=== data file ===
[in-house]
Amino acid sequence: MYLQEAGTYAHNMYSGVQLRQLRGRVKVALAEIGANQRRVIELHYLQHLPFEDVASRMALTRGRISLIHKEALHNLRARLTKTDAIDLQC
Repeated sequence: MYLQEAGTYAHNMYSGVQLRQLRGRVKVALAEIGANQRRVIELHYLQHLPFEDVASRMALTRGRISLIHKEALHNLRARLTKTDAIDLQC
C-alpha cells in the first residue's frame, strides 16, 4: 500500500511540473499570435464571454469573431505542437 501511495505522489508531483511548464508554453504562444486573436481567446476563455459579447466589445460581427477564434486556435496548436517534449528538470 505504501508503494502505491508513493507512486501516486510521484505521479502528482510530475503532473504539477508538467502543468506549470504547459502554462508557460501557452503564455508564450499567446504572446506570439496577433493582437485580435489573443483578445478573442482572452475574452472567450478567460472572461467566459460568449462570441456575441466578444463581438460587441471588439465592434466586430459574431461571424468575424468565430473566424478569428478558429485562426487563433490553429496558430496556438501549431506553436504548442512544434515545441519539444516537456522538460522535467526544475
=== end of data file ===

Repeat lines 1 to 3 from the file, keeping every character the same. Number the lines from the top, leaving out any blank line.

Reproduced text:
[in-house]
Amino acid sequence: MYLQEAGTYAHNMYSGVQLRQLRGRVKVALAEIGANQRRVIELHYLQHLPFEDVASRMALTRGRISLIHKEALHNLRARLTKTDAIDLQC
Repeated sequence: MYLQEAGTYAHNMYSGVQLRQLRGRVKVALAEIGANQRRVIELHYLQHLPFEDVASRMALTRGRISLIHKEALHNLRARLTKTDAIDLQC